Easter, Patrick - 'The Watermen'
THE WATERMEN starts with the brutal beating of a prostitute in the foetid slums of docklands London in 1798, so you know that this is no lightweight read. It's the story of two men - Tom Pascoe, a naval officer who is co-opted into the new marine police force on the Thames, and his arch enemy Joseph Boylin, landlord and criminal who has a grudge against Pascoe that goes back to their navy days.
Pascoe's job with the newly formed river police is to find out why revenues have dropped, and who is responsible for missing cargoes. Boylin, who has a finger in many a pie is hell-bent on revenge and that is only heightened when it transpires that they both have an interest in the same girl.
The sense of place that you get from this book is just wonderful. You can almost smell the river and the decaying houses and the filth in the streets. A truly evocative picture of the time, not at all gloss-coated or prettified. You get a good sense of the politics and social stratification of the times too with the introduction of Sam Hart, a Jew working with Pascoe, who seems to have his own motives for his actions. As a Jew, Sam has all manner of discrimination to deal with.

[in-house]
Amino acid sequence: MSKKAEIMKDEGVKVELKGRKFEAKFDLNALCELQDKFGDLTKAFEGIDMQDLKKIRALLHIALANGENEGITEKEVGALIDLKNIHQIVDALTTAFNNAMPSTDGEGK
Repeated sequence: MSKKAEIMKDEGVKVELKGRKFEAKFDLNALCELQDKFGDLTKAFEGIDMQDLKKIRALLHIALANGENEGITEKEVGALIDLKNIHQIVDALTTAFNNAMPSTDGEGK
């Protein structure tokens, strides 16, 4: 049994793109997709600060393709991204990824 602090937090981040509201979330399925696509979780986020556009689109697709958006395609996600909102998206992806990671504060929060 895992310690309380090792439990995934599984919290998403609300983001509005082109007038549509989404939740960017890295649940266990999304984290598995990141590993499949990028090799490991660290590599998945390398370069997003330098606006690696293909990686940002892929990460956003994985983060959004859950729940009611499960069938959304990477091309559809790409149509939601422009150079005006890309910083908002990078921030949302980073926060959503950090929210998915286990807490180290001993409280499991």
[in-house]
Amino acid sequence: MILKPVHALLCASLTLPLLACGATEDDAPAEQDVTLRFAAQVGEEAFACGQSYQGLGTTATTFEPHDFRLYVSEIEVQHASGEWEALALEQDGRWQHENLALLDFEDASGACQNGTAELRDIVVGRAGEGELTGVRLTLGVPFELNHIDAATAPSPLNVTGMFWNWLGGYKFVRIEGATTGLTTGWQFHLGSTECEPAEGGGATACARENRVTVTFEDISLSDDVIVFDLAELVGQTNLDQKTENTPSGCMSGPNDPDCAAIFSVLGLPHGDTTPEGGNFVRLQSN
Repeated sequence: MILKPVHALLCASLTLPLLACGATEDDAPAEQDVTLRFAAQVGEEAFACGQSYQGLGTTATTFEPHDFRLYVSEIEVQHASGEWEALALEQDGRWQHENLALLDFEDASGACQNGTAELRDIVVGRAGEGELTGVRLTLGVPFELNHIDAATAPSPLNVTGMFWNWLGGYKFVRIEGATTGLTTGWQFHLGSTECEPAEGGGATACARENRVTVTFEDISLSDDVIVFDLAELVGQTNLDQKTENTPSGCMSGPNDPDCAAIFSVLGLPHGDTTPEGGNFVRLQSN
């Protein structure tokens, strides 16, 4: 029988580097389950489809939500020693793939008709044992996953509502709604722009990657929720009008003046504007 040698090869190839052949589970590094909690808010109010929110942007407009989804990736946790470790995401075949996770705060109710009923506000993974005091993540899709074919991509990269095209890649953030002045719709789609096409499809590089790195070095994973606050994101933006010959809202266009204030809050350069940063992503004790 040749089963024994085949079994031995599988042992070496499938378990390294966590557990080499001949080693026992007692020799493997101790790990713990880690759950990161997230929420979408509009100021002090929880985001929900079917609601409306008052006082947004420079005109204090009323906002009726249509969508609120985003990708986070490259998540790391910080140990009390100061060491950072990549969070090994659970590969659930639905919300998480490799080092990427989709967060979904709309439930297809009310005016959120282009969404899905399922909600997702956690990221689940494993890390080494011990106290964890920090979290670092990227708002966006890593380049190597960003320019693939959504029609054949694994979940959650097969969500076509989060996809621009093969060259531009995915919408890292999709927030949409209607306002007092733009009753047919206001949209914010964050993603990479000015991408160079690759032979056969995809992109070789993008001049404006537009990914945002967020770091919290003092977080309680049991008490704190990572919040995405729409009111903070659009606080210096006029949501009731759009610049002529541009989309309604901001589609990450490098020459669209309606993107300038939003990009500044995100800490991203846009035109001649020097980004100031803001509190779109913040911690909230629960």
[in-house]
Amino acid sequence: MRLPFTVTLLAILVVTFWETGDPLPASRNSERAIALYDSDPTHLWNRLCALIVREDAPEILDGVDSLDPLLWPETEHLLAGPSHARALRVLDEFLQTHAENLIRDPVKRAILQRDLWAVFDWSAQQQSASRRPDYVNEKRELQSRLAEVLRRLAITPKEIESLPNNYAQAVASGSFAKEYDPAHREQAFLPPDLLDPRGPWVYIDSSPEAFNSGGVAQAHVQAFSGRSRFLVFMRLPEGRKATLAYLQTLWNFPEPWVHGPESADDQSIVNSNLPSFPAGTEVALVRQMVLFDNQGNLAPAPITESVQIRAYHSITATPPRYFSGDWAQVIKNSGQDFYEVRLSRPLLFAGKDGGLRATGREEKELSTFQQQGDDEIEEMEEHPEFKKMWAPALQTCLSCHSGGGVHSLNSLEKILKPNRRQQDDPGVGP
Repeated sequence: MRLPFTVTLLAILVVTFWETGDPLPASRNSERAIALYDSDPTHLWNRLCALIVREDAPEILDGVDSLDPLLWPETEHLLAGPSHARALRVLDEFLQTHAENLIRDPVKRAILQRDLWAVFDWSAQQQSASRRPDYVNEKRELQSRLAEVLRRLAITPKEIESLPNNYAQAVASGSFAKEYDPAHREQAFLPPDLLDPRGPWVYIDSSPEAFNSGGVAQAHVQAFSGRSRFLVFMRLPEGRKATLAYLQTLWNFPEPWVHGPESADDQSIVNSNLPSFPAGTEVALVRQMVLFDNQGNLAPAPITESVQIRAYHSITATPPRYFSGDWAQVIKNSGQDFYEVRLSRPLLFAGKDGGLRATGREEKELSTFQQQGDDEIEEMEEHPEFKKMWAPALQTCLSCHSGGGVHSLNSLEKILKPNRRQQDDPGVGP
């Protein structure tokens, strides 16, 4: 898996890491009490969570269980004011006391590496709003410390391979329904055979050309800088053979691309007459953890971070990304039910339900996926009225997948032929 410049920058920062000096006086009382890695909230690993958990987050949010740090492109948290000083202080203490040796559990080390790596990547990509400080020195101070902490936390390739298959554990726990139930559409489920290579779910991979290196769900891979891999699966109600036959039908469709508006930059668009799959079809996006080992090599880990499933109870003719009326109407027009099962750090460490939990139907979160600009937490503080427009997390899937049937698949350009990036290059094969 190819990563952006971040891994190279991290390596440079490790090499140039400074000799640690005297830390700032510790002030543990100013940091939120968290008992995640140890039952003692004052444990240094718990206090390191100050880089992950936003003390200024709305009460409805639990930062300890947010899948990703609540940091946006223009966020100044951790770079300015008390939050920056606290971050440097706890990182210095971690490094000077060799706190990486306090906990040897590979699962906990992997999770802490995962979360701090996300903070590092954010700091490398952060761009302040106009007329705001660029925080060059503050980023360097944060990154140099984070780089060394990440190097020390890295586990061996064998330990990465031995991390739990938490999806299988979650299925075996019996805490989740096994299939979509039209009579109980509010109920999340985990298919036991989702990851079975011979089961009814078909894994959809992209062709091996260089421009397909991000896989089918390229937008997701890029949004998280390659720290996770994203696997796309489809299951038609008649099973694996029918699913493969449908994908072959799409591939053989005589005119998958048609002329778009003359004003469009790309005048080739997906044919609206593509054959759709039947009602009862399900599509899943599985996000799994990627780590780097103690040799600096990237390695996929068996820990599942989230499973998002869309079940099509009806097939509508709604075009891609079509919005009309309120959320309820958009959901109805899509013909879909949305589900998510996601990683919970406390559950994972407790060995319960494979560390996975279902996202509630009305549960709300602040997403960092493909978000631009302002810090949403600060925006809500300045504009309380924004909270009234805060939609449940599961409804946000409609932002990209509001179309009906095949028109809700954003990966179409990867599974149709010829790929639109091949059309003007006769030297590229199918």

I understand that this is the first of a series and I have to say that I'm looking forward to reading more and discovering what's next for Tom Pascoe. In particular I'm keen to read how the relationship between Sam Hart and Tom Pascoe develops. I'd heartily recommend this one for fans of historical fiction.
Pat Austin, England